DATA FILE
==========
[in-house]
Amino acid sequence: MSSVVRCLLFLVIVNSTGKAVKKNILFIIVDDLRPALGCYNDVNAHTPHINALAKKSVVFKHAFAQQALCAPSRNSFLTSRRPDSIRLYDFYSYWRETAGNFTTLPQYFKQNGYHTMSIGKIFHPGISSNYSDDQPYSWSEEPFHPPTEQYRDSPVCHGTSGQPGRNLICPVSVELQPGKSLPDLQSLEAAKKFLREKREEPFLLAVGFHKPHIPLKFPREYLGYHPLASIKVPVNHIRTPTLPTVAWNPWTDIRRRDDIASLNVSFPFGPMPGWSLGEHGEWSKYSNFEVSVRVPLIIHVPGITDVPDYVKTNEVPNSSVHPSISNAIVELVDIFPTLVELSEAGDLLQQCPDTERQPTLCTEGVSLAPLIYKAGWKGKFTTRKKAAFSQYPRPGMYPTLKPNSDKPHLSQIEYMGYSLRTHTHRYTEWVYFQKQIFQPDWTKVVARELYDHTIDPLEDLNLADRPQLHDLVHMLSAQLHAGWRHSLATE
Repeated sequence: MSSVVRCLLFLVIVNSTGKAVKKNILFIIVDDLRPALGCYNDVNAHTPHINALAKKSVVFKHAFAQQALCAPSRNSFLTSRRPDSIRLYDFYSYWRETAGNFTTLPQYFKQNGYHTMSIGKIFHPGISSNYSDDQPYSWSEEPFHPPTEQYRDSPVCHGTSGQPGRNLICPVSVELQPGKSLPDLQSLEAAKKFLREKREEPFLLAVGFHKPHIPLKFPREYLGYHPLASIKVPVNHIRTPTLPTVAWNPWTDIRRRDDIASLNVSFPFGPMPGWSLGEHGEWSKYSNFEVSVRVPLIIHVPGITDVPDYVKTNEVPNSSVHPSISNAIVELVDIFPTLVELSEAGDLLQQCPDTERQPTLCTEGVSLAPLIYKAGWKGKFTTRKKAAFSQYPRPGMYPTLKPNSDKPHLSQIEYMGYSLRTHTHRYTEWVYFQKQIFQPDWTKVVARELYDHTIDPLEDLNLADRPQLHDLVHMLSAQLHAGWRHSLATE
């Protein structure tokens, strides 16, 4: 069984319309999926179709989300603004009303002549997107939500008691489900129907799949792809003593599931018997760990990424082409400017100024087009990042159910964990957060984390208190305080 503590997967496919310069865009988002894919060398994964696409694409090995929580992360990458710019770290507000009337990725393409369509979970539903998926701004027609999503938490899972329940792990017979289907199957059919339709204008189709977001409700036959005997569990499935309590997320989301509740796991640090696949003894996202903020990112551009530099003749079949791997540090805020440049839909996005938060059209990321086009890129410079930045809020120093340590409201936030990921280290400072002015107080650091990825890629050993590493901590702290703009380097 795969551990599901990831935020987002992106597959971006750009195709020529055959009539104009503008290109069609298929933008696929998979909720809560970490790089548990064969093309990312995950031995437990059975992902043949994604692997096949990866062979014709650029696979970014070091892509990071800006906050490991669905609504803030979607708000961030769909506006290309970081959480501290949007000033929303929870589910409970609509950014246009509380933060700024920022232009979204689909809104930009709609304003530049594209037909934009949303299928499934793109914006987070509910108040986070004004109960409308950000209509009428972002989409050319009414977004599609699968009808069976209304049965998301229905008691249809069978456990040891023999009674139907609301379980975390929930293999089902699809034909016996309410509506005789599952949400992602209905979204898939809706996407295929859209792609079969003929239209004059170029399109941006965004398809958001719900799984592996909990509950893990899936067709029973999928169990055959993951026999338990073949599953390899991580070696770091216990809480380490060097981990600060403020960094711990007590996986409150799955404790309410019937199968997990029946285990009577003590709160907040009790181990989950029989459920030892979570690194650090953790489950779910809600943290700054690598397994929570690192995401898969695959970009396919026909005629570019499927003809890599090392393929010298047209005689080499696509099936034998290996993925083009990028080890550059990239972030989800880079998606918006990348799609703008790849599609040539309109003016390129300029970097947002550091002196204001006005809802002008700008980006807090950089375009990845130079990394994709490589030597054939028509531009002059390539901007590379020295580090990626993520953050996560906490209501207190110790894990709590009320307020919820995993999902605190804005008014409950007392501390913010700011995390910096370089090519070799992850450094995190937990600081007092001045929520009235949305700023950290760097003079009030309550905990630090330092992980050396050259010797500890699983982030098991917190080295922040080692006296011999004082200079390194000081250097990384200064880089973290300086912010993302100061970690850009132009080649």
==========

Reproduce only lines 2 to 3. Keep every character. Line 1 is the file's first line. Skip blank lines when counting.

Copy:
Amino acid sequence: MSSVVRCLLFLVIVNSTGKAVKKNILFIIVDDLRPALGCYNDVNAHTPHINALAKKSVVFKHAFAQQALCAPSRNSFLTSRRPDSIRLYDFYSYWRETAGNFTTLPQYFKQNGYHTMSIGKIFHPGISSNYSDDQPYSWSEEPFHPPTEQYRDSPVCHGTSGQPGRNLICPVSVELQPGKSLPDLQSLEAAKKFLREKREEPFLLAVGFHKPHIPLKFPREYLGYHPLASIKVPVNHIRTPTLPTVAWNPWTDIRRRDDIASLNVSFPFGPMPGWSLGEHGEWSKYSNFEVSVRVPLIIHVPGITDVPDYVKTNEVPNSSVHPSISNAIVELVDIFPTLVELSEAGDLLQQCPDTERQPTLCTEGVSLAPLIYKAGWKGKFTTRKKAAFSQYPRPGMYPTLKPNSDKPHLSQIEYMGYSLRTHTHRYTEWVYFQKQIFQPDWTKVVARELYDHTIDPLEDLNLADRPQLHDLVHMLSAQLHAGWRHSLATE
Repeated sequence: MSSVVRCLLFLVIVNSTGKAVKKNILFIIVDDLRPALGCYNDVNAHTPHINALAKKSVVFKHAFAQQALCAPSRNSFLTSRRPDSIRLYDFYSYWRETAGNFTTLPQYFKQNGYHTMSIGKIFHPGISSNYSDDQPYSWSEEPFHPPTEQYRDSPVCHGTSGQPGRNLICPVSVELQPGKSLPDLQSLEAAKKFLREKREEPFLLAVGFHKPHIPLKFPREYLGYHPLASIKVPVNHIRTPTLPTVAWNPWTDIRRRDDIASLNVSFPFGPMPGWSLGEHGEWSKYSNFEVSVRVPLIIHVPGITDVPDYVKTNEVPNSSVHPSISNAIVELVDIFPTLVELSEAGDLLQQCPDTERQPTLCTEGVSLAPLIYKAGWKGKFTTRKKAAFSQYPRPGMYPTLKPNSDKPHLSQIEYMGYSLRTHTHRYTEWVYFQKQIFQPDWTKVVARELYDHTIDPLEDLNLADRPQLHDLVHMLSAQLHAGWRHSLATE